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I posted a question on Stack Overflow about how to implement Decision Tables in Objective-C after reading about them for the first time in chapter 18 of Code Complete. Nobody provided an answer, so after puzzling it out for a while longer, I created the following code for the movement AI of the enemies in my strategy game.

The basic way it works is that there are a number of string constants, one for each value in the enum EnemyMovementState. The dictionary is then filled with these constants as keys, and the string names of methods in the class as objects. Then I run a switch statement that returns the appropriate string constant for the current state, and pull the object out of the dictionary with that key. This is converted into a selector, and the method is called. This replaced the switch statement that previously had a case for each value in the enum.

I truly do not know if there is any advantage to doing things this way. I think that part of the point of decision tables is to be able to input multiple values and determine an outcome based on the combinations of them. This current implementation only handles one input, the state. I think this could be extended to an intermediate method that could take the current state combined with some other values to retrieve other appropriate methods from the dictionary.

The problems I see are that I need all those string constants, and I still need to run a switch over the states of the enum to return the appropriate string to access the dictionary. I would love it if I could directly convert the name of a value of an enum into a string, but I don't know of a way to do this. So even though this functions as a decision table, it still needs a switch statement to work, and needs more supporting code to make the whole thing work. If I used the value of the enum directly, I could avoid the switch statement, but then if I moved the order around inside the enum the code would break, and on the whole this seems less extensible and less understandable. I would love to get feedback on this, including feedback that the whole thing is pointless and that switch statements are better.

Here is the implementation:

#import "DTEnemyMovement.h"
#import "DTTowerFloor.h"

/*
 Each tick something will happen based on the state, or the state will be processed elsewhere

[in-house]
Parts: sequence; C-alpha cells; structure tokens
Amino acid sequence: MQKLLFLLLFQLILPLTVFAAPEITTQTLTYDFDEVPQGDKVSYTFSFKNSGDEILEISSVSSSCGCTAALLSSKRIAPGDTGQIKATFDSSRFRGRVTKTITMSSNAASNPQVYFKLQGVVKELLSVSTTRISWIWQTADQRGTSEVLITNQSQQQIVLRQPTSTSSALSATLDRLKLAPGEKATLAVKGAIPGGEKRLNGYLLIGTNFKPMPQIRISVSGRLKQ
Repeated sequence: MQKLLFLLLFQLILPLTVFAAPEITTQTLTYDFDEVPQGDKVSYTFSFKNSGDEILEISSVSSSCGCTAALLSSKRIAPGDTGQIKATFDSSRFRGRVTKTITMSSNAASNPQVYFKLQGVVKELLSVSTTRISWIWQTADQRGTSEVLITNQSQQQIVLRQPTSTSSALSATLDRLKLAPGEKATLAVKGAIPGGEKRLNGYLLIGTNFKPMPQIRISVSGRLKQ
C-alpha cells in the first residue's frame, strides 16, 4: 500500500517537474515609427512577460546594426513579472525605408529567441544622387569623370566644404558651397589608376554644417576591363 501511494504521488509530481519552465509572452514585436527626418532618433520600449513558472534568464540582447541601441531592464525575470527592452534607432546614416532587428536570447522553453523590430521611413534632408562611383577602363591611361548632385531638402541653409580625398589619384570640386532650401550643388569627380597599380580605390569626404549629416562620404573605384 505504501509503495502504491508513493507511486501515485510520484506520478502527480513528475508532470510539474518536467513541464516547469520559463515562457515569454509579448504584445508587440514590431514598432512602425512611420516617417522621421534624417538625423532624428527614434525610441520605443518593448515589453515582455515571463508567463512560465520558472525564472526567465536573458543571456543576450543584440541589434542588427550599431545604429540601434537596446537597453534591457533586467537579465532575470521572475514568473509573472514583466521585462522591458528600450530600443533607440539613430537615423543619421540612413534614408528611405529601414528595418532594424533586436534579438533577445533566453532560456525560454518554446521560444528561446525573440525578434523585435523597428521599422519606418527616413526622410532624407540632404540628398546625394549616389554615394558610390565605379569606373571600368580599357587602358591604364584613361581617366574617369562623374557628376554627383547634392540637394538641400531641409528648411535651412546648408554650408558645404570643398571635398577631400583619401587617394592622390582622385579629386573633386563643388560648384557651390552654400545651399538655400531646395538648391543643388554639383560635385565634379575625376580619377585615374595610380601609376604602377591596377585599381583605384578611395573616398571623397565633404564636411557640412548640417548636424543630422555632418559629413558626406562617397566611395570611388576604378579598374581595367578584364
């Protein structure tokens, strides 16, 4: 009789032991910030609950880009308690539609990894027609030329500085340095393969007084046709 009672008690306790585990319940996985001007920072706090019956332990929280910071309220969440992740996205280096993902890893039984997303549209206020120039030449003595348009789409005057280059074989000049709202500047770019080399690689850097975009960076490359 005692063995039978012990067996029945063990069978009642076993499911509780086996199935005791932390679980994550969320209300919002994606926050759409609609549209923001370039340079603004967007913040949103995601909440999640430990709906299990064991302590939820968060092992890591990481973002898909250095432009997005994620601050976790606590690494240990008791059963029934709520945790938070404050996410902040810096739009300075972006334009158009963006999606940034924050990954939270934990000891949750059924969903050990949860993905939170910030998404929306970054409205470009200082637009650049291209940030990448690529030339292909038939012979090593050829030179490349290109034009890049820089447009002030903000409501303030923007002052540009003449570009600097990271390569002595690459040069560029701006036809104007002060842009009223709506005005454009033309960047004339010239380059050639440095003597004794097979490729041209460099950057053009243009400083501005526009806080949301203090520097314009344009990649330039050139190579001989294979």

Towers and Floors both may contain enemies, though they will always be on a floor unless moving between floors
 To update the movement, a method converts the current state to a string, and gets the method name to call from a dictionary
 This works like a decision table and removes the need for a switch statement
 Movement can only be up or down, left or right, no combination of them
 */

//Two options for the decision table, either access the dictionary directly with 0-x, the enum values, or make strings for their names
//the advantage of strings is that it is more extensible, and the position in the enum doesnt matter
NSString* const kEnemyMovementStateJustSpawned = @"enemyMovementStateJustSpawned";
NSString* const kEnemyMovementStateIdle = @"enemyMovementStateIdle";
NSString* const kEnemyMovementStateNeedsMoving = @"enemyMovementStateNeedsMoving";
NSString* const kEnemyMovementStateToFloor = @"enemyMovementStateToFloor";
NSString *const kEnemyMovementStateAtDestinationFloor = @"enemyMovementStateAtDestinationFloor";
NSString* const kEnemyMovementStateToFloorExit = @"enemyMovementStateToFloorExit";
//NSString* const kEnemyMovementStateAtFloorExit = @"enemyMovementStateAtFloorExit"; //tower handles
NSString* const kEnemyMovementStateToAttackWalls = @"enemyMovementStateToAttackWalls";
//NSString* const kEnemyMovementStateAtAttackWalls = @"enemyMovementStateAtAttackWalls"; //floor handles
NSString* const kEnemyMovementStateToAttackFloor = @"enemyMovementStateToAttackFloor";
//NSString* const kEnemyMovementStateAtAttackFloor = @"enemyMovementStateAtAttackFloor"; //floor handles
NSString* const kEnemyMovementStateToAttackRoom = @"enemyMovementStateToAttackRoom";
//NSString* const kEnemyMovementStateAtAttackRoom = @"enemyMovementStateAtAttackRoom"; //floor handles
//NSString* const kEnemyMovementStateStunned = @"enemyMovementStateStunned"; //not yet used